Thailand Prime Minister Srettha Thavisin will review a request from the country’s health ministry next week to ban the recreational use of cannabis. The potential reversal comes just two years after Thailand became the first country in Asia to decriminalize the drug.
Thavisin, who took office in August, has repeatedly voiced opposition to non-medical use of marijuana, arguing in September that decriminalization could lead to “wider narcotic drug problems.” But he stressed that medical cannabis would remain untouched by a new ban.
While Thailand was once known for having some of the world’s harshest drug laws, the former government’s decision to decriminalize weed created a thriving “gray market” for local vendors, who took advantage of the country’s tropical climate well-suited to cultivating the plant.
Vendors were already struggling due to oversupply and illicit imports
When Thailand decriminalized marijuana in 2022, the government stressed it was not advocating for recreational use — but that didn’t stop thousands of Thai vendors from taking advantage of the policy, and weed shops began proliferating in tourist hotspots such as Bangkok and Phuket. But the market eventually became saturated, leading to a drop in prices and putting many marijuana businesses in jeopardy, according to The New York Times. The sellers most likely to survive, at least for now, specialize in “high-quality, domestically grown weed” cultivated in high-tech indoor farms, the Times reported. Despite the fact that growing marijuana locally has been decriminalized, illegal imports of weed to Thailand from the United States remain prevalent, according to Thai TV news station PPTV, which have helped drive down prices of domestic supplies further.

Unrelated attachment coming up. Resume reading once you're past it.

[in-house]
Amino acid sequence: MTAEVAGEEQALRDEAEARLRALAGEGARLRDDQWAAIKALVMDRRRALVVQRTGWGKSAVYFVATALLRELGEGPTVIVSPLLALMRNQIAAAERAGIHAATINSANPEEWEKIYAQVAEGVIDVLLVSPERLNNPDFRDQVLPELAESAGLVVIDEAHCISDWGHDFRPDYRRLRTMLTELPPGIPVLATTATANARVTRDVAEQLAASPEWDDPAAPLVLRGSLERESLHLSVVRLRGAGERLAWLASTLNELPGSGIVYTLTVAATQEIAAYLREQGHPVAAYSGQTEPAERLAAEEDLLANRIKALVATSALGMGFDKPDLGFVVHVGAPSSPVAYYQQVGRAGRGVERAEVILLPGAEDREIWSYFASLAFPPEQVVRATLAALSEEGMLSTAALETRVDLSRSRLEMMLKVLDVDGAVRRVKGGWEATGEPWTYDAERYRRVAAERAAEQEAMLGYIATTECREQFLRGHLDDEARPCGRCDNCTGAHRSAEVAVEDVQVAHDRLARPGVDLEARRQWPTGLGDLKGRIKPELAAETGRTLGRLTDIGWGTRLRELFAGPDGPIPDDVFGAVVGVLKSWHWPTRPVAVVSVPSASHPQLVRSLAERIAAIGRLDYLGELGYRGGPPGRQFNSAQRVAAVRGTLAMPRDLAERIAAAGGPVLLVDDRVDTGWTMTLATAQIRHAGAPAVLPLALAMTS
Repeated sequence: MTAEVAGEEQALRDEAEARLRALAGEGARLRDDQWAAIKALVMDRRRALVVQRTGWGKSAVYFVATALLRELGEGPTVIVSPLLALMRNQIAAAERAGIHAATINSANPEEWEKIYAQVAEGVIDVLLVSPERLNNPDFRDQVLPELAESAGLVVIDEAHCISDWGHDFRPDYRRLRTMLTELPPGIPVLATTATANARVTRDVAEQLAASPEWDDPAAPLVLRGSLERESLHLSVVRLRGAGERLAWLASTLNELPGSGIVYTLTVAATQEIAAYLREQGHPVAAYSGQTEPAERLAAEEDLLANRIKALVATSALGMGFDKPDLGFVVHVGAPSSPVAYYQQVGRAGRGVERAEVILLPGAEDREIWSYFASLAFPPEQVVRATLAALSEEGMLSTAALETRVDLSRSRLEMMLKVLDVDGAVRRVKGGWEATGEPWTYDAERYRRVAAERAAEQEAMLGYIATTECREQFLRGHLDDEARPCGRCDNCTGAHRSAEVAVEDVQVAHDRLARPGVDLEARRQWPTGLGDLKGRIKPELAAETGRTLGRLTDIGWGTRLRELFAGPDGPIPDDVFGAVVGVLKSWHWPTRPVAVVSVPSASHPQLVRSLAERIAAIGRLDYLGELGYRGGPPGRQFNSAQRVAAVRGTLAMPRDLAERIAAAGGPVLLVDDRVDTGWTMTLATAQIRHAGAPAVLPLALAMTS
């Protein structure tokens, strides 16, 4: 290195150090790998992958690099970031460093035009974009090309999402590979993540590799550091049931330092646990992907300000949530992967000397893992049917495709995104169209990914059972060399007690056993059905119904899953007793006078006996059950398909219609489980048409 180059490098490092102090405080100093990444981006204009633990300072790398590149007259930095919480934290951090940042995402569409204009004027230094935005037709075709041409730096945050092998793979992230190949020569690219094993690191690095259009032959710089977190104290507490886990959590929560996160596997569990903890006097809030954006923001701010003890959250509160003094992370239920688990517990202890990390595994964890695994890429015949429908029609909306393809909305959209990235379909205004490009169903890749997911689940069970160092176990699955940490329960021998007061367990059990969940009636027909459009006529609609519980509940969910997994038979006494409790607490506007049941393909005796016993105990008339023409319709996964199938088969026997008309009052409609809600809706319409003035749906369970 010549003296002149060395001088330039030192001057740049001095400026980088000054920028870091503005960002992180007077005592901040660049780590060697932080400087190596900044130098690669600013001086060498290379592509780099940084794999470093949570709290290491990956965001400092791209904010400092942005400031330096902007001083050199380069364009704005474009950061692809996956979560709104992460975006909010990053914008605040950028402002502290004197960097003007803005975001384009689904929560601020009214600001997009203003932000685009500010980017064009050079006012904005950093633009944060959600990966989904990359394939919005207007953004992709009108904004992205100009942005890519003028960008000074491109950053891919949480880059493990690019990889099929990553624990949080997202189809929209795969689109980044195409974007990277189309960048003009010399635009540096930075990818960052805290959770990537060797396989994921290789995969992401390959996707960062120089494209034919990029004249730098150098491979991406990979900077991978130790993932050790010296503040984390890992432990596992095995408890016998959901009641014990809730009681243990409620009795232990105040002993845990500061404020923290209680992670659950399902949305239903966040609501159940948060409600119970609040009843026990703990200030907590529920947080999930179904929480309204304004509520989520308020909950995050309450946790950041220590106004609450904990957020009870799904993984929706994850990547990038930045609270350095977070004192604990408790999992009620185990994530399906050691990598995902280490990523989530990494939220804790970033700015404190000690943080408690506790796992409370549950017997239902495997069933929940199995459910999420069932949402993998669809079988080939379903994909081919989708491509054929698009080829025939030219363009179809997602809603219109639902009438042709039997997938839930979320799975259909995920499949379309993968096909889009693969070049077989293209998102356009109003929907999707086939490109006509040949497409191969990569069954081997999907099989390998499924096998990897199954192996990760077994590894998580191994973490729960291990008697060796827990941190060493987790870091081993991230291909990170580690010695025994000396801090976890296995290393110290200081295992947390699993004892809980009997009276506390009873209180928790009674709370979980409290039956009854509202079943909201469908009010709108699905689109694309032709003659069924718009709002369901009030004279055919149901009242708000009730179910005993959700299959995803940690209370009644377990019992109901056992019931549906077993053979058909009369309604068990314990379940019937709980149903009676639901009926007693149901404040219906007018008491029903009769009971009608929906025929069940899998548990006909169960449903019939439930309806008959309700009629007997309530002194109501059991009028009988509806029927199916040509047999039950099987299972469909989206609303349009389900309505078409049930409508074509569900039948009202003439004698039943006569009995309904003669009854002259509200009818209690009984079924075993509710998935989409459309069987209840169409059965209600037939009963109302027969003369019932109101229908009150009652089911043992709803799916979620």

Bangkok Coldplay concert ignited cannabis debate in Thailand
A Coldplay concert in Bangkok last weekend ignited a public debate in Thailand about the merits of using recreational marijuana. Concertgoers complained of a “pervasive odor” of weed that overtook the venue, according to Thai.News. The country’s Public Health Minister, Cholnan Srikaew, used the concert as evidence that Thailand needed to reverse its decision to decriminalize marijuana, saying unlike with cigarette smoking, a “lack of enforceable laws” means that authorities cannot prevent people from consuming weed in public. The controversy echoes global conversations about the role cannabis should play in society and “balancing the scales between medicinal benefits and social responsibility,” Thai.News wrote.